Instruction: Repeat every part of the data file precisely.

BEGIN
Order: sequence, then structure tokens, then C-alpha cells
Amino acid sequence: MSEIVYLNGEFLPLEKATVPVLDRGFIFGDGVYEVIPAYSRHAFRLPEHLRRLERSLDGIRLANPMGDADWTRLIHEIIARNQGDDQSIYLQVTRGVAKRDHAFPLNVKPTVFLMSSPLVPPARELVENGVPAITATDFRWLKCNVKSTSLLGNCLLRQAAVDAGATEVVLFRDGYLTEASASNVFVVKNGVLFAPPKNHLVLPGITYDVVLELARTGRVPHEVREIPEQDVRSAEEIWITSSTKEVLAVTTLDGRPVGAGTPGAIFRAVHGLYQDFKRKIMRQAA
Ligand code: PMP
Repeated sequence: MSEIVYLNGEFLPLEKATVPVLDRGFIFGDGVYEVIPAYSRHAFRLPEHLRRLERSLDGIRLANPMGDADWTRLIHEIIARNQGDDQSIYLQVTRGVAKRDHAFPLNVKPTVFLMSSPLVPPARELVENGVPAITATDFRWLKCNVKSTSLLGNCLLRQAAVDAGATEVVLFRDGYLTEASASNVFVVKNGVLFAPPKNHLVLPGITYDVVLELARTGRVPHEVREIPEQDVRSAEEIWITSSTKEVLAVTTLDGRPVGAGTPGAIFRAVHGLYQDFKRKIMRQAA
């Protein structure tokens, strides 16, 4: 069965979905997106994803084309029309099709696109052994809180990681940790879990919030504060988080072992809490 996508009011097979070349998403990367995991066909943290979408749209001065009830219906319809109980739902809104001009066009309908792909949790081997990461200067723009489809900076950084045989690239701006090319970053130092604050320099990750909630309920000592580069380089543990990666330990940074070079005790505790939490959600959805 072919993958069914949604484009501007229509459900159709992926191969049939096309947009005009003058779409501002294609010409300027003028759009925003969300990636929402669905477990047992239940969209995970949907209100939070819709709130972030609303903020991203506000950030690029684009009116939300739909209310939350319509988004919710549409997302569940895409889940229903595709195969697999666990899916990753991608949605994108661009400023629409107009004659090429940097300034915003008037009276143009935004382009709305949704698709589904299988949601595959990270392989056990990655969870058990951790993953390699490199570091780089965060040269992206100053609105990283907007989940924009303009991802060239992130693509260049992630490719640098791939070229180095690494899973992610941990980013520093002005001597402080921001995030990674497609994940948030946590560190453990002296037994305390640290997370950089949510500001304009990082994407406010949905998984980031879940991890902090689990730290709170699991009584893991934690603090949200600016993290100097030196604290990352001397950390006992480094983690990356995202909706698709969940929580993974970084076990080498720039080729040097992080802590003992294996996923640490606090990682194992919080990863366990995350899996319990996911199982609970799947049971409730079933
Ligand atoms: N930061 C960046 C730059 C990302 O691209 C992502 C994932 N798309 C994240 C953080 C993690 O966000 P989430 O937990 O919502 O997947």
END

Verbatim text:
Order: sequence, then structure tokens, then C-alpha cells
Amino acid sequence: MSEIVYLNGEFLPLEKATVPVLDRGFIFGDGVYEVIPAYSRHAFRLPEHLRRLERSLDGIRLANPMGDADWTRLIHEIIARNQGDDQSIYLQVTRGVAKRDHAFPLNVKPTVFLMSSPLVPPARELVENGVPAITATDFRWLKCNVKSTSLLGNCLLRQAAVDAGATEVVLFRDGYLTEASASNVFVVKNGVLFAPPKNHLVLPGITYDVVLELARTGRVPHEVREIPEQDVRSAEEIWITSSTKEVLAVTTLDGRPVGAGTPGAIFRAVHGLYQDFKRKIMRQAA
Ligand code: PMP
Repeated sequence: MSEIVYLNGEFLPLEKATVPVLDRGFIFGDGVYEVIPAYSRHAFRLPEHLRRLERSLDGIRLANPMGDADWTRLIHEIIARNQGDDQSIYLQVTRGVAKRDHAFPLNVKPTVFLMSSPLVPPARELVENGVPAITATDFRWLKCNVKSTSLLGNCLLRQAAVDAGATEVVLFRDGYLTEASASNVFVVKNGVLFAPPKNHLVLPGITYDVVLELARTGRVPHEVREIPEQDVRSAEEIWITSSTKEVLAVTTLDGRPVGAGTPGAIFRAVHGLYQDFKRKIMRQAA
């Protein structure tokens, strides 16, 4: 069965979905997106994803084309029309099709696109052994809180990681940790879990919030504060988080072992809490 996508009011097979070349998403990367995991066909943290979408749209001065009830219906319809109980739902809104001009066009309908792909949790081997990461200067723009489809900076950084045989690239701006090319970053130092604050320099990750909630309920000592580069380089543990990666330990940074070079005790505790939490959600959805 072919993958069914949604484009501007229509459900159709992926191969049939096309947009005009003058779409501002294609010409300027003028759009925003969300990636929402669905477990047992239940969209995970949907209100939070819709709130972030609303903020991203506000950030690029684009009116939300739909209310939350319509988004919710549409997302569940895409889940229903595709195969697999666990899916990753991608949605994108661009400023629409107009004659090429940097300034915003008037009276143009935004382009709305949704698709589904299988949601595959990270392989056990990655969870058990951790993953390699490199570091780089965060040269992206100053609105990283907007989940924009303009991802060239992130693509260049992630490719640098791939070229180095690494899973992610941990980013520093002005001597402080921001995030990674497609994940948030946590560190453990002296037994305390640290997370950089949510500001304009990082994407406010949905998984980031879940991890902090689990730290709170699991009584893991934690603090949200600016993290100097030196604290990352001397950390006992480094983690990356995202909706698709969940929580993974970084076990080498720039080729040097992080802590003992294996996923640490606090990682194992919080990863366990995350899996319990996911199982609970799947049971409730079933
Ligand atoms: N930061 C960046 C730059 C990302 O691209 C992502 C994932 N798309 C994240 C953080 C993690 O966000 P989430 O937990 O919502 O997947």